Top 10 Character Tropes and How to Twist Them
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Hello Lovely Writers!
There are literally thousands of character tropes in the literary world. Some are good, so good that they border on cliche. Others are offensive to certain groups because they rely heavily on stereotypes. But why do we use tropes in the first place?
For the same reason that stereotypes hold a place, tropes allow us to “cheat” a bit in character-building. Like Barbie, our tropes give us a construct that we can than develop more of the character’s personality around saving us a lot of work in explaining and justifying our character’s choices. What are some of these tropes?
10 Popular Tropes:
- The Girl Next Door– We all love the girl next door because she feels real and relatable. She is simple and easy, and always reliable. Usually she is the pretty in an accessible kind of way, or the “I didn’t realize how pretty she really is” girl. Some great examples of The Girl Next Door would be Ginny from the Harry Potter Series, Jane from Pride and Prejudice, Jamie from A Walk to Remember, and my favorite Kira from Fire’s Love by Alex E. Carey.
- The Stuck up Cheerleader/ Mean Girl– This is the antithesis of the Girl Next Door Trope. She is mean, snotty, judgemental, and needs to be the center of everything. Usually in a female MC story line, she is the antagonist. Examples would be Jessica from Twilight, Caroline from Vampire Diaries, Nellie Olson from Little House on the Prairie,
- The Dark and Brooding Bad Boy Hero- This takes many forms depending on the genre. In Sci-fi and fantasy, he is often an anti-hero, in drama he is the troubled kid with a heart of gold, in YA he is the bad boy crush. Whichever format you are viewing, he is usually described as scary/ trouble/ mischief and ends up saving the day, acting against the image he portrays. Some examples would be Pony Boy from The Outsiders, Jace from Mortal Instruments, Nicco from The Percy Jackson Series, Snape from Harry Potter, and my favorite, The Hunter from The Last Bucellari series.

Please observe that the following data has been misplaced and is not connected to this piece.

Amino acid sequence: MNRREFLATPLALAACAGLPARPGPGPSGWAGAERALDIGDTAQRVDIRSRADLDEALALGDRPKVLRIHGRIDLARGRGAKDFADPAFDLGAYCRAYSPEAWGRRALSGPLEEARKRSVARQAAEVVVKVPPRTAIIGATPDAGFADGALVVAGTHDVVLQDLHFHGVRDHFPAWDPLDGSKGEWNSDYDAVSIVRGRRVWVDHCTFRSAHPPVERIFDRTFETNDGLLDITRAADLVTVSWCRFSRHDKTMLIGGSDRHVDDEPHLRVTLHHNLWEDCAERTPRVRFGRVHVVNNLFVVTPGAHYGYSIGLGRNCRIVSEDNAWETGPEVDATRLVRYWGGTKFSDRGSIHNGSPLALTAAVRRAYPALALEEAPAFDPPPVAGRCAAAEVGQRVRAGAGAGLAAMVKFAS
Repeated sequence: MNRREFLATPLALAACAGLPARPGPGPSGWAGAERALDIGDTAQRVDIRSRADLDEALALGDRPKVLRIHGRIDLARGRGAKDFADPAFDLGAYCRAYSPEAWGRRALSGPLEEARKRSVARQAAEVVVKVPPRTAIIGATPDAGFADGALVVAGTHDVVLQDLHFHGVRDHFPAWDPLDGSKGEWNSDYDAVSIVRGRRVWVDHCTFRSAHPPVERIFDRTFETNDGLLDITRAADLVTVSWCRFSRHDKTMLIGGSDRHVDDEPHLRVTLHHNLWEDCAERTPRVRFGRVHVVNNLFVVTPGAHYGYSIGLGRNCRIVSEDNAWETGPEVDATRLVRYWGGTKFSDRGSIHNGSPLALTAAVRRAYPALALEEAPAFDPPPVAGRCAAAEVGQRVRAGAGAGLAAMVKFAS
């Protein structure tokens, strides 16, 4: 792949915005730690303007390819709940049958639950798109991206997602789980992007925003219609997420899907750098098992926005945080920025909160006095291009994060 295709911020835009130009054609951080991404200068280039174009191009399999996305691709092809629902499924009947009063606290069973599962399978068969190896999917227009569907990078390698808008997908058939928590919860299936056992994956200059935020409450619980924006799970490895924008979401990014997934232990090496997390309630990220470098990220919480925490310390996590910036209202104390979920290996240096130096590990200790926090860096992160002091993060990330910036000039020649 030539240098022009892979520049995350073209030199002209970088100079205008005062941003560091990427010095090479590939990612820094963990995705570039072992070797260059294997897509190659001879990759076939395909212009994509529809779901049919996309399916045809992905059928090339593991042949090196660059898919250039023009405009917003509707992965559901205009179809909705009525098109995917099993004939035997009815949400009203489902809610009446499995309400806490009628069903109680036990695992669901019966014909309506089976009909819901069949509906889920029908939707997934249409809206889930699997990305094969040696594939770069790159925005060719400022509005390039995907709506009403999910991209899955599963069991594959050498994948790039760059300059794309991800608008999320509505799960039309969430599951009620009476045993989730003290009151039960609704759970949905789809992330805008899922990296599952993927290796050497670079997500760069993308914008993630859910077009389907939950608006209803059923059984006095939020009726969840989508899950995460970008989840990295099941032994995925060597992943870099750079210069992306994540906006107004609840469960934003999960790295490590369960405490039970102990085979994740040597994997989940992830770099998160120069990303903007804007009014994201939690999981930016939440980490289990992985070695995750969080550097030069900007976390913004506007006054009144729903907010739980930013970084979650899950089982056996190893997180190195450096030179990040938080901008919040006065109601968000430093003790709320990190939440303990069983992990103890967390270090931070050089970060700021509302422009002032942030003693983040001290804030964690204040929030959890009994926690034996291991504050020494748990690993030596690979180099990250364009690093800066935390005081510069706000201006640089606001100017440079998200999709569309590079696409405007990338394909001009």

- The Clever One/ Misunderstood trope- This can be male or female. The Clever one usually ends up being a character who struggles with interacting with others, isn’t generally liked by the people in the story, but ends up saving everyone in the end. Classic examples would be Sherlock Holmes, Hermione from Harry Potter, Annabeth from Percy Jackson series, Iron Man, and my favorite, Erender from The Song and the Pendant.
- The Jock– This tends to be the male version of the Mean Girl, though often not displayed as intentionally mean in the way that the mean girl is. This guy is usually physically dominant, but intellectually not as swift. He’s often seen as the leader, though often not liked for that role. He is portrayed as a cut above the others, whether he intends that or not. Perfect examples in literature would be Mr. Darcy from Pride and Prejudice, Jason from The Lost Heroes series, Cedric Diggory from Harry Potter, Bonzo Madrid from Ender’s Game, and my favorite, Connor from The Winter Smith Series.